I’m writing these comments as someone who has great appreciation for the modern worship movement. Still….
Am I the only one who has noticed a spate of unusual metaphors popping up in our worship songs in recent years?
There isn’t anything profound that I’m trying to communicate in this post. I’m simply issuing a plea to exercise more care when we employ metaphors in worship music.
Following are 12 worship-song metaphors that I find at least a bit awkward. (And, yes, I know some of these are similes or personifications.) I apologize in advance if you like these lines or the songs in which they are found. Personally, I like some of them quite a lot! Let me also clarify in advance that I love metaphors; please don’t think of me as a wooden literalist.
Awkward Worship-Song Metaphors:
“Our hearts will cry, these bones will sing.”
Bones will sing?
“I will climb this mountain with my hands wide open.”
That must require a lot of balance.
“Go on and scream it from the mountains.”
I sure hope this is a metaphor.
“You didn’t want heaven without us, so Jesus, you brought heaven down.”
Besides the question of whether the first line is theologically appropriate, what does it mean to bring heaven down?
“When you move, you move all our fears. When you move, you move us to tears. When you fall, we fall on our knees.”
Notice that there are three meanings of “move” and two meanings of “fall” in these lines. The first meaning of each of these two words is Christianese jargon. There is little chance that an outsider to church culture will be able to figure out what these words mean.
“And heaven meets earth like an unforeseen kiss.”
The song in which this line appears packs quite a few awkward metaphors besides this one. Did you know that this line was originally: “And heaven meets earth like a sloppy wet kiss”? Now that’s awkward.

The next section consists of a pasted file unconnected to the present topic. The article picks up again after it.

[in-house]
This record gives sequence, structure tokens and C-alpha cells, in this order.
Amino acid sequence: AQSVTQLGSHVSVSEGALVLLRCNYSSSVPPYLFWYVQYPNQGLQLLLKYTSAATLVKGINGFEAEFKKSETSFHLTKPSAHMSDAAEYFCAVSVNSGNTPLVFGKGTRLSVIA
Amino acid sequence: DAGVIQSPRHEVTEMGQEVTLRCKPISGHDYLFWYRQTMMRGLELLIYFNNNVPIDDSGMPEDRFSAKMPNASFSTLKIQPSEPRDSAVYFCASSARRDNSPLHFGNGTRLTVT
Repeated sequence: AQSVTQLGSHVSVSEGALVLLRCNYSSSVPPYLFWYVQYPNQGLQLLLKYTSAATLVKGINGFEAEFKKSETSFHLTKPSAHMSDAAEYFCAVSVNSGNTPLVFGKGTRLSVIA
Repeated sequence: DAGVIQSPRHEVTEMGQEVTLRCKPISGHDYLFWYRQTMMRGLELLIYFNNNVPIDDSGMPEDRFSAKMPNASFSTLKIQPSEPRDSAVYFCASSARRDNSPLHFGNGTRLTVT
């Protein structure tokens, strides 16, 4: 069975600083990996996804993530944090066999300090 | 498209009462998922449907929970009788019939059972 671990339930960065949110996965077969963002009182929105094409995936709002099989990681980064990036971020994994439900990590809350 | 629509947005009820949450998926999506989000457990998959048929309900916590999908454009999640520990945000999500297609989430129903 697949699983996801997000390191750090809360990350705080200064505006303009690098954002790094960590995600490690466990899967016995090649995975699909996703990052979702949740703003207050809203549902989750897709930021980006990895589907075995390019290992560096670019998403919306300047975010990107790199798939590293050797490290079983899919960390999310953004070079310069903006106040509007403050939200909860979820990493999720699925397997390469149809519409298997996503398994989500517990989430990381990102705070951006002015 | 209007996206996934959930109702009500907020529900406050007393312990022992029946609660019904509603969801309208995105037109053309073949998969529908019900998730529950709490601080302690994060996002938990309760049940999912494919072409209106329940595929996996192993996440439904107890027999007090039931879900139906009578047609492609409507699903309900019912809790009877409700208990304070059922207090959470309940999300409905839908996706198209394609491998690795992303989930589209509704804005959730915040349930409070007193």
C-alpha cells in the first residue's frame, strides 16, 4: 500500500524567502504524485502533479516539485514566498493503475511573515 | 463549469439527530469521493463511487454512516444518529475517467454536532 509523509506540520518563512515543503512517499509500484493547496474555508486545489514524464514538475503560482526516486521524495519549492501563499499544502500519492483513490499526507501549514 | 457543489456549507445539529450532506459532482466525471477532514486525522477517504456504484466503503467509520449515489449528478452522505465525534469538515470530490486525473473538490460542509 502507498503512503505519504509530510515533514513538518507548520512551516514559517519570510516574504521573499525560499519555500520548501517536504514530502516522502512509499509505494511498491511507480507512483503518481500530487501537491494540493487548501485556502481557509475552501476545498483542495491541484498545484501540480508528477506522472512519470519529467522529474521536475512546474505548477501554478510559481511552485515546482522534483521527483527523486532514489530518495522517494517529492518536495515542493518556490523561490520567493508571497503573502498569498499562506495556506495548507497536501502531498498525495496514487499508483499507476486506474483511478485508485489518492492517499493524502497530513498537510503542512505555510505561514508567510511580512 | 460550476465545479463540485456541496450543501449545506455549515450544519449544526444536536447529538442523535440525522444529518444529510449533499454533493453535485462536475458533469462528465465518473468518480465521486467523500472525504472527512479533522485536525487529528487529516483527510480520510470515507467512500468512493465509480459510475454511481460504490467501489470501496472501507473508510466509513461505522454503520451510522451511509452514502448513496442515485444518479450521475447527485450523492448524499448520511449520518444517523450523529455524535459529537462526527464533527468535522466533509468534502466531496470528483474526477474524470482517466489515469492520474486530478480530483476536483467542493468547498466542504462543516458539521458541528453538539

“I’ve tasted and seen of the sweetest of loves.”
I get how someone could metaphorically taste a sweet love, but why add something about seeing?
“So I’ll walk upon salvation.”
Not sure what it means to walk upon salvation…
“Dancers who dance upon injustice.”
Injustice is far too serious a subject to minimize with an image of someone dancing upon it. And how would someone dance upon injustice, anyway?
“And what was said to the rose to make it unfold was said to me here in my chest.”
“The darling of heaven, crucified.”
It feels a bit irreverent, at least to me, to refer to Jesus as “the darling of heaven.” But I gladly admit that I may be hearing a nuance that you aren’t.
“These sufferings, this passing tide, under your wings I will abide.”
I get the metaphors, but the combination of sufferings/tide and wings is a bit discordant.
Those are some of the metaphors I have found either unusual, or in the worst cases, jarring. Have you encountered others?
I recently came across an article about a professional songwriter who was driven away from Christianity at least partially by a poor use of metaphor in a worship song. That’s an extreme case, I know, but it is a reminder that we need to think carefully about our lyrics, including the way we employ metaphors in contemporary worship music.
 “Great are You, Lord.” All Sons & Daughters.
 “Nothing I Hold Onto.” Will Reagan & United Pursuit.
 “All the Poor and Powerless.” All Sons & Daughters.
 “What a Beautiful Name.” Ben Fielding, Brooke Ligertwood, Hillsong.
 “Spirit of the Living God.” Jacob Sooter, Vertical Worship.
 “How He Loves.” David Crowder Band.
 “Holy Spirit.” Kari Jobe and Cody Cairnes.
 “The Stand.” Joel Houston, Hillsong.
 “Did You Feel the Mountains Tremble / Dance In The River.” Martin Smith, Delirious?.
 “Here is Our King.” David Crowder Band.
 “Worthy is the Lamb.” Darlene Zschech, Hillsong.
 “Praise the Father, Praise the Son.” Chris Tomlin.
 Casey Black, “How a terrible worship song drove me from Christianity.” Nashville Scene, November 20, 2014.
This post and other resources are available at Kindle Afresh: The Blog and Website of Kenneth Berding.